I’ve been reading through The Forgotten Ways: Reactivating the Missional Church by Alan Hirsch. As expected, I find the book to be very helpful to the ongoing missional church conversation and yet in my view, the book exposes such a huge dichotomy between many of the existing churches I am familiar with and the missional church.
By missional church, I mean a church that understands it’s calling as God’s sent people and live that way as an incarnational people who are faithful to God yet contextually identifiable with the local culture. The church, as the people of God, live this way because it is God who came and lived this way among us (incarnation) in the person of Jesus Christ. In Trinitarian terms, God becomes flesh among us as the God the Father sends the Son by the power of the Spirit. So God risks it all by becoming flesh in the person of Jesus of Nazareth to redeem all of creation, at the cost of being exposed evil and succumbing to death (Of course, God vindicates himself in the resurrection and ascension)…and God did this all without giving up his holiness and righteousness. This is the call for the church to participate with God in this mission by becoming our host culture(s) and exposing ourselves to the risk of such venture so that people may be redeemed unto God.
But here is the challenge. Hirsch insists that this necessitates that our Christology (understanding of Jesus Christ) informs our missiology (understanding of mission) which in turn forms our ecclesiology (understanding of church) (The Forgotten Ways, p. 143). I’ve also heard it similarly stated that our Trinitarian theology forms our missiology which in turns forms our ecclesiology. However we describe, it is theology that shapes mission which in turn shapes church.
So rather than beginning with an understanding of what the church is and then trying to live missionally within that framework, we begin with our understanding of God which shapes how we live as God’s missionary people and then by living as that missionary people we are church as church ought to be. From this viewpoint, the way we become organized as a church serves the mission we are living rather than determining how we live that mission (see Missional Church: A Vision for the Sending of the Church in North America, ed. Darrell L. Guder, p. 71-72). It would take too much space for this post, but this formation flow of church exists in the New Testament.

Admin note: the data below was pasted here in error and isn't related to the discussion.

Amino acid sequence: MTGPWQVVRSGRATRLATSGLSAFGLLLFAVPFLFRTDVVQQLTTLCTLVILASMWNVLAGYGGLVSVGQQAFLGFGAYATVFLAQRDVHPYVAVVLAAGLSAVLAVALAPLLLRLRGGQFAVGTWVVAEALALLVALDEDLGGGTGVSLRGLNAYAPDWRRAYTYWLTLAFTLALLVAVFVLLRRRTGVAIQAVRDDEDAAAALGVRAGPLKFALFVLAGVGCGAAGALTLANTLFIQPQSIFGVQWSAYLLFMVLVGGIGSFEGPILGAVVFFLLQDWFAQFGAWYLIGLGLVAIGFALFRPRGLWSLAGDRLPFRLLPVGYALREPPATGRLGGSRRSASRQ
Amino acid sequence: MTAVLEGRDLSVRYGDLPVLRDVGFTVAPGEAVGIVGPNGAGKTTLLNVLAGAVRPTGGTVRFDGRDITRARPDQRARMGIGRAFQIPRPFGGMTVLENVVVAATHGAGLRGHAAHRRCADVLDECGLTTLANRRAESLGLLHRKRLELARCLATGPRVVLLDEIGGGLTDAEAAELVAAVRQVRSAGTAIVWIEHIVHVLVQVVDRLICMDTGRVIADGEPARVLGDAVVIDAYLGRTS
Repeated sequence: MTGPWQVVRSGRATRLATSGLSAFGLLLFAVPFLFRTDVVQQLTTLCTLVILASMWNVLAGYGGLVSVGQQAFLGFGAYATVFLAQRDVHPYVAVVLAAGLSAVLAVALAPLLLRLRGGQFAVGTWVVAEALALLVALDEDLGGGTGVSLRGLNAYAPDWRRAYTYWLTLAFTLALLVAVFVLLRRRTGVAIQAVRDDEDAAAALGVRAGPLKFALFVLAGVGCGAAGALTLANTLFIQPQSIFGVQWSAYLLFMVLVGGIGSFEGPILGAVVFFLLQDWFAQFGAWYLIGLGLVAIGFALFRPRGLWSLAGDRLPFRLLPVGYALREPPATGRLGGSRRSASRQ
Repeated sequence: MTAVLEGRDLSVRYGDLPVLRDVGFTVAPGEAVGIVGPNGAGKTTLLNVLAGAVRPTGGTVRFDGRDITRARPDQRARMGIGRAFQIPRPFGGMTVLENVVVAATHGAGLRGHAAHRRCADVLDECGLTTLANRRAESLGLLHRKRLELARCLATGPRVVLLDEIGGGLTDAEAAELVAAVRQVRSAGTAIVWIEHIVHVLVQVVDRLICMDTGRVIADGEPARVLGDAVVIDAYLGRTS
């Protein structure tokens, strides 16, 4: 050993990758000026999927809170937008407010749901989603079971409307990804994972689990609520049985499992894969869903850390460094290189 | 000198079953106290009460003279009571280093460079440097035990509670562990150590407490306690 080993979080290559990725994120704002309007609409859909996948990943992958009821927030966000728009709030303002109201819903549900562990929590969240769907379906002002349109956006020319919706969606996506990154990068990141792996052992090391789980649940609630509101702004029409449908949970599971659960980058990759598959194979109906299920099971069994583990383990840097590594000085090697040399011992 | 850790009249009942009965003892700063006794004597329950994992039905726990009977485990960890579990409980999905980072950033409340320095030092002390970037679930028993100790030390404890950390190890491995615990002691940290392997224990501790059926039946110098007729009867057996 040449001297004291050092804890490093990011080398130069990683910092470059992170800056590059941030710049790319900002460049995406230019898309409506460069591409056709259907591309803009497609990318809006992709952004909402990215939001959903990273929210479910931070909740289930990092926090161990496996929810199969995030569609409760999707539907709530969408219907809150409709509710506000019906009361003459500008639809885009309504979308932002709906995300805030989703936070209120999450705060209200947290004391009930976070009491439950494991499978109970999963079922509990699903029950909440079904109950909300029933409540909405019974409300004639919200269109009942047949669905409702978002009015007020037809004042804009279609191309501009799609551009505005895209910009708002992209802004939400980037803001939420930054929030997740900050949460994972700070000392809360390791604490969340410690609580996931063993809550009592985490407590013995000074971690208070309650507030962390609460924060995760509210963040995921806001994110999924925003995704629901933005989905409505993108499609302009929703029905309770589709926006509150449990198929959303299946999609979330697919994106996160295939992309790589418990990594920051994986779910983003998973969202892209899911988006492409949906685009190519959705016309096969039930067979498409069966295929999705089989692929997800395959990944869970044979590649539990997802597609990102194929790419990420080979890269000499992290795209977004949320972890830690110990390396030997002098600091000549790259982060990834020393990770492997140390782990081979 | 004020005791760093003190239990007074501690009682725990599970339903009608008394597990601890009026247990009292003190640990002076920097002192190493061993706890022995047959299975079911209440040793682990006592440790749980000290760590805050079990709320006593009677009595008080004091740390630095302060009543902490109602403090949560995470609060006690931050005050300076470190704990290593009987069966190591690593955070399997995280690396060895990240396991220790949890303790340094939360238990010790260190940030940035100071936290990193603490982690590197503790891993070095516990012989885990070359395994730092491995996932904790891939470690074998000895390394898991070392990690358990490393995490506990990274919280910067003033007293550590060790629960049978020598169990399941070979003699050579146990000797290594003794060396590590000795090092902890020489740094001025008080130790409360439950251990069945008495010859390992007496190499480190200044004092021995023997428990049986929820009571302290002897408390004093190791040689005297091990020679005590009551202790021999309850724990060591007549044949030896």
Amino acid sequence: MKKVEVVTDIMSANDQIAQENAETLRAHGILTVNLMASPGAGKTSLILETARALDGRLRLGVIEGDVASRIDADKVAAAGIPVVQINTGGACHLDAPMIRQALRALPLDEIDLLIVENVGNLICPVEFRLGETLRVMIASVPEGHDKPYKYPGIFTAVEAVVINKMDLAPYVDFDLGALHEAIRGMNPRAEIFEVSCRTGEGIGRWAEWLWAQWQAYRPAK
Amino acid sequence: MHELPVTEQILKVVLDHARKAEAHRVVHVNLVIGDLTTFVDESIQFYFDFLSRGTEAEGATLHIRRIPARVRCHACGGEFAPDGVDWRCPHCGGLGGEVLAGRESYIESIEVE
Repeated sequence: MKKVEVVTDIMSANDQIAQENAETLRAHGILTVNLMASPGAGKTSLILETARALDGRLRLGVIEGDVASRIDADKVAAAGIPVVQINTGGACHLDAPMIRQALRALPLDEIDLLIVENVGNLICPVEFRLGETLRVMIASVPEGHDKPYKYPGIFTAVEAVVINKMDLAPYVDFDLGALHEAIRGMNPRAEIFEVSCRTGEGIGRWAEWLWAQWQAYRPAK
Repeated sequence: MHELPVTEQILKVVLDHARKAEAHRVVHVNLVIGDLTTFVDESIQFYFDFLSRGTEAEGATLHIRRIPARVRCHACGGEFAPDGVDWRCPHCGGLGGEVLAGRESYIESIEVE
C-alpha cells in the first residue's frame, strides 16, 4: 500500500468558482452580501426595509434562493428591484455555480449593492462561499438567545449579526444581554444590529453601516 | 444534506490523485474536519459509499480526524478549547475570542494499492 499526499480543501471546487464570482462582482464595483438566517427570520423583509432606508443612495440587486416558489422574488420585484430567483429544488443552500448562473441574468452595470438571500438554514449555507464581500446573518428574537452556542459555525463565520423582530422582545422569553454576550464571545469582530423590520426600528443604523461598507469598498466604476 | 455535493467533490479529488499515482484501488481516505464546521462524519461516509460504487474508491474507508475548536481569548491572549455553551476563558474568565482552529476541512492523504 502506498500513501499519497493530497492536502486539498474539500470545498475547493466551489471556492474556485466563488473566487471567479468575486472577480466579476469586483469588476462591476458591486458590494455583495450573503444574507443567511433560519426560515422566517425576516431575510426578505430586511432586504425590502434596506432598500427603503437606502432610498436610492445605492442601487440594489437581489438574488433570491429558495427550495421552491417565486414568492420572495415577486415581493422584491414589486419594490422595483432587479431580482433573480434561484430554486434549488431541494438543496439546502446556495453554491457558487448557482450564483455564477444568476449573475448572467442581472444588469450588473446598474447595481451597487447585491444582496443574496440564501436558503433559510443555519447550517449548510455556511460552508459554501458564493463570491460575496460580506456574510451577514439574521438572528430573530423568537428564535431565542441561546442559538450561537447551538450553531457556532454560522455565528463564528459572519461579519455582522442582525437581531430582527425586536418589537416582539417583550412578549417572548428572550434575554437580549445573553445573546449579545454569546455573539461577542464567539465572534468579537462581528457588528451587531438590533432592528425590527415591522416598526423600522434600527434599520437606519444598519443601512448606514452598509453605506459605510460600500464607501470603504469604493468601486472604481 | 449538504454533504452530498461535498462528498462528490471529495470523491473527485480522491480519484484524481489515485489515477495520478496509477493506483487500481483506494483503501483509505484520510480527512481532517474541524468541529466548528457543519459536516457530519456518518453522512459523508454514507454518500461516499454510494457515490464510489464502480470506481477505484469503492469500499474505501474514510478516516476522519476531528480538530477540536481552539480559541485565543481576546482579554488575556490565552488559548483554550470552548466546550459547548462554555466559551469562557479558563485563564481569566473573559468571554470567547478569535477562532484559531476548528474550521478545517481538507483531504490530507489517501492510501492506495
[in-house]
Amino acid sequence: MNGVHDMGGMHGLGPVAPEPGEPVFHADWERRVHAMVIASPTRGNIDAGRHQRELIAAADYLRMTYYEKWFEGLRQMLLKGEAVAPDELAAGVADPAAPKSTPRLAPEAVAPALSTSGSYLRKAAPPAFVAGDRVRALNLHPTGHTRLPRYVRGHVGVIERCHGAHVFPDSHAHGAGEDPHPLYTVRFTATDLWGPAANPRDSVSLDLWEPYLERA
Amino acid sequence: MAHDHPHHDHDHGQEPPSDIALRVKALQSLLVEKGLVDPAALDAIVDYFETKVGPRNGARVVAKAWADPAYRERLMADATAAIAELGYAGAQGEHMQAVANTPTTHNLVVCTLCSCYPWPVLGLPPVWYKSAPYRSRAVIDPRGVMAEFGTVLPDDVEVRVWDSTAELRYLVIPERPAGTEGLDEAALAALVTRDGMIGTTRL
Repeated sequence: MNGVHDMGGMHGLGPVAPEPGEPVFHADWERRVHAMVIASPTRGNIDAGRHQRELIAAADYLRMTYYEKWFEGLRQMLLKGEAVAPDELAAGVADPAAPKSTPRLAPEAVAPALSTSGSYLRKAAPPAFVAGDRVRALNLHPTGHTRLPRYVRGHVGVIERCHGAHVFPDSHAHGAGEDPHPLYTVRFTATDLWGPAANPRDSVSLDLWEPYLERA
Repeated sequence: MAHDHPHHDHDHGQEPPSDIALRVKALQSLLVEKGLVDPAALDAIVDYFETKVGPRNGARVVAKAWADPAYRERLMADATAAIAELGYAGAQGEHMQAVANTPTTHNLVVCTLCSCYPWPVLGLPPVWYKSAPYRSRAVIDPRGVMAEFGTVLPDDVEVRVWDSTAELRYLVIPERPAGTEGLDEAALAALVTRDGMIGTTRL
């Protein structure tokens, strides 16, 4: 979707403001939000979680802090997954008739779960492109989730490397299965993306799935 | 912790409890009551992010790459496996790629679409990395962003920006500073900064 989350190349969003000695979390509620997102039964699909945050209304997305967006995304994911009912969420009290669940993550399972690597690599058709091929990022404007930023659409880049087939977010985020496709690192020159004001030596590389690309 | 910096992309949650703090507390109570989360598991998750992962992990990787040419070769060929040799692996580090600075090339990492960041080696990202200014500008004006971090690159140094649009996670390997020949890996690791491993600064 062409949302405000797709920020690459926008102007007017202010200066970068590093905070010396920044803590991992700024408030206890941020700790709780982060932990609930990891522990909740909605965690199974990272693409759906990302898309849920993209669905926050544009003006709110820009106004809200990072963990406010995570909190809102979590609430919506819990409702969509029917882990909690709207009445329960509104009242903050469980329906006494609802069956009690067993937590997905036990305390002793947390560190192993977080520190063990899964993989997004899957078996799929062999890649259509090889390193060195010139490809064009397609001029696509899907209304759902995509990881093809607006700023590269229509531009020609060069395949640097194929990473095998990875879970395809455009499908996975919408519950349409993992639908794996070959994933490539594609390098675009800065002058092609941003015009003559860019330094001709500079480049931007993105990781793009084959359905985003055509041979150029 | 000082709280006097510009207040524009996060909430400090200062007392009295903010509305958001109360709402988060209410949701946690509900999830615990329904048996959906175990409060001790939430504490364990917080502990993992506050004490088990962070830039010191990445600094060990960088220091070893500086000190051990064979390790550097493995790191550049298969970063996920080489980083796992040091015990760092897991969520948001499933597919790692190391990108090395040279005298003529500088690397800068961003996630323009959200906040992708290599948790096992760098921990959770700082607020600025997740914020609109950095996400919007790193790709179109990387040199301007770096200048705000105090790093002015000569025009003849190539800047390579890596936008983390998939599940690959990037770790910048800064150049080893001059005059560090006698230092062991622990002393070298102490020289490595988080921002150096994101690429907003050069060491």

Here is why this all matters. There are many local churches with good God-fearing Christians who as an organized local church find themselves struggling and dying. This is not because the people who make up the churches have stopped loving God and neighbor (though that may be the case in some instances, in my experience this is an exception rather than the norm). No, it is so because the way the church organizes itself has determined the way that it lives as missionaries and that is a way that is no longer engaging the local culture in an incarnational way.
By way of example, I’ve been invited to attend a couple of Gospel Meetings (i.e., Revivals) sponsored by a small Church of Christ. The meeting was planned with the intention of attracting non-Christians to come and hear the gospel. The problem is that both times I went, the only people who attended were Christians from other local Churches of Christ. The gospel/revival meeting was an effective way of reaching the American culture during the nineteenth to mid-twentieth centuries but it is an organizational way of engaging in mission that is no longer effective and incarnational to the contemporary culture. There are certainly other ways that each local established church continues to function which is no longer an effective way of engagement with it’s local culture. What are these ways? That’s a question each church needs to ask.
This all raises some tough questions that need to be answered. What do we want more, to be participants in the mission of God or defenders of a way of being church? What are we more passionate about, being the missionary people of God or continuing in a way of church that is comfortable to us and therefore safe to pursue?
I’m didn’t end this post with any practical suggestions for a reason. We need to wrestle with the idea of what it means to be the missionary people of God and ask ourselves these tough questions before we move on. It’s too tempting to jump to the “so what” in an effort to evade the issue at hand because it is difficult and perhaps unnerving to some.